Thompson isn't afraid of wild weather or lightning, but one thing does worry him: ice. "Tall icebergs scare me," he says. "If I'm descending out of a cloud and they're taller than 400 feet, they scare me." Not that fear has kept Lieutenant Commander Thompson from becoming the most experienced pilot assigned to fly the Coast Guard's International Ice Patrol, a 13-member unit based in Groton, Conn. Every other week from February until as late as July, Thompson or one of his fellow pilots flies north with a patrol crew. It includes four "ice picks"—patrol slang for ice observers—who use radar to locate up to 1,000 icebergs that float each year down Iceberg Alley between Greenland and Newfoundland, bound for the North Atlantic waters where the Titanic sank. The patrol monitors the potentially deadly drifting ice (some of it 3,000 years old)—and issues daily charts to vessels in the transatlantic shipping lane—until the icy hazards melt in the Gulf Stream.
It was the Titanic's sinking in 1912 that led immediately to the establishment of the ice patrol and six years ago helped persuade Thompson to take the job. "I wanted to see exactly what it was that crippled the Titanic," he says. Every April a patrol crew drops a wreath where the Titanic went down, leading Thompson to reflect on the passengers' fate. "No one there to help you, the water's cold, darkness coming in around you," he says. "It's very sad."
An Army brat born on a U.S. base in Bordeaux, France, Thompson was 15 when he looked skyward at his Fayetteville, N.C., home and glimpsed his future. "I saw an airliner flying by," says Thompson, the older of two sons raised by Army Sgt. James Thompson and Iya, a retail assistant. "I thought being a pilot was very prestigious—and adventurous."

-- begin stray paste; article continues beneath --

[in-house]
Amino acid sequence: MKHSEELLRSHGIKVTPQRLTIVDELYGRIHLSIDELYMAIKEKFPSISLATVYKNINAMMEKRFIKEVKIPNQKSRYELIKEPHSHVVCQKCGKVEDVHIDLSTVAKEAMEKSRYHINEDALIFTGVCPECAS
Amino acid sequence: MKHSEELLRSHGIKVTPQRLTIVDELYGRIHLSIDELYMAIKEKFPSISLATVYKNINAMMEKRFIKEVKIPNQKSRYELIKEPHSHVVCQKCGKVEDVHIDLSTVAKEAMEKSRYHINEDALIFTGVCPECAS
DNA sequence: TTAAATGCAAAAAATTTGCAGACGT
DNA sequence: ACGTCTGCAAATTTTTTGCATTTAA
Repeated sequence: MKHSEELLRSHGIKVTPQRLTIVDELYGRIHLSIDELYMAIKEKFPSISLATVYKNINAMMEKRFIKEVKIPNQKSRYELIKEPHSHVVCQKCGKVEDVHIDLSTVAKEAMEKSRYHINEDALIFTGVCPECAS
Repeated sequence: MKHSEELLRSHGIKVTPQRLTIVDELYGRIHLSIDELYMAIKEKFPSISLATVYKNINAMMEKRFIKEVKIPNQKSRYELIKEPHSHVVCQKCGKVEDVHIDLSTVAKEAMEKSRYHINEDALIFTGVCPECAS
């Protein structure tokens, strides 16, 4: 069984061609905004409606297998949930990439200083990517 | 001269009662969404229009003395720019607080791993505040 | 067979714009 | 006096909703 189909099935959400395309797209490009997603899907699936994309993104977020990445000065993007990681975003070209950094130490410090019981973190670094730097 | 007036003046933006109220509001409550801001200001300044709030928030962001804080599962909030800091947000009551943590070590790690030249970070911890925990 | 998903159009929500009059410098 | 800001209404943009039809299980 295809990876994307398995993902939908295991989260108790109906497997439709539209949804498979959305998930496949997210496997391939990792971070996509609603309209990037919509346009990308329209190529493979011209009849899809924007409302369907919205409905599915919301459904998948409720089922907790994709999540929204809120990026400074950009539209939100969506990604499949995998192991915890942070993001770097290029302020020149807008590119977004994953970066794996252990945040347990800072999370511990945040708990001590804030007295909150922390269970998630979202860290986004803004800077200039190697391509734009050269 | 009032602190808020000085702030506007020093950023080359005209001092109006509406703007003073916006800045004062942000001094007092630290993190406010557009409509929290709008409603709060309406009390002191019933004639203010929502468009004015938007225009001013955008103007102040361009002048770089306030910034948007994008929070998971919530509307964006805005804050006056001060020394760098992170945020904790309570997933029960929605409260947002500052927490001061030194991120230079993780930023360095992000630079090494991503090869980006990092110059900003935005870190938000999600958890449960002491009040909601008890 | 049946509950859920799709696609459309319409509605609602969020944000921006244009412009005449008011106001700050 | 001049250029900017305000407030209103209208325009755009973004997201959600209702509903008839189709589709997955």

His own flight path started out of high school in 1975, when he entered the Coast Guard. Shortly after joining, and years before he earned his wings, he was training as a seaman in Morehead City, N.C., when he got his first taste of disaster. On a search-and-rescue emergency, he and two others tried unsuccessfully to resuscitate a man and his young son who drowned in a boating accident. The episode taught Thompson one of life-saving's hardest lessons: "There will be days when I lose, and there will be days when I win." In recent years, when not hunting icebergs, he has had his fair share of excitement helping the Drug Enforcement Administration patrol Caribbean drug routes. He won't share details. "Classified," he says.
A stable home life provides the ballast for his risky profession. Kim Kirkpatrick, another Army brat, met Thompson as a kindergartner in Bordeaux; later they found themselves in the same seventh-grade class in Fayetteville. She took little notice of him at first. "He likes his privacy, his quiet time—even to this day," she says. They began dating after high school and wed in 1976, Bill proposing at the local airport restaurant with planes buzzing overhead. Today they live with their children, Joshua, 19, a college student, and Angela, 17, in Elizabeth City, N.C., their 14th home in 22 years.
Though confident of her husband's skills, Kim, 40, worries about his safety. "Things do go wrong," she says. Thompson concedes he's about ready to consider a less hazardous job with a commercial airline. In the meantime he's going to make the most of his adventures. "When I'm 80 and rocking in my chair," he says, "I want to be able to tell my grandchildren great stories."
Steve Tomajczyk in Newfoundland
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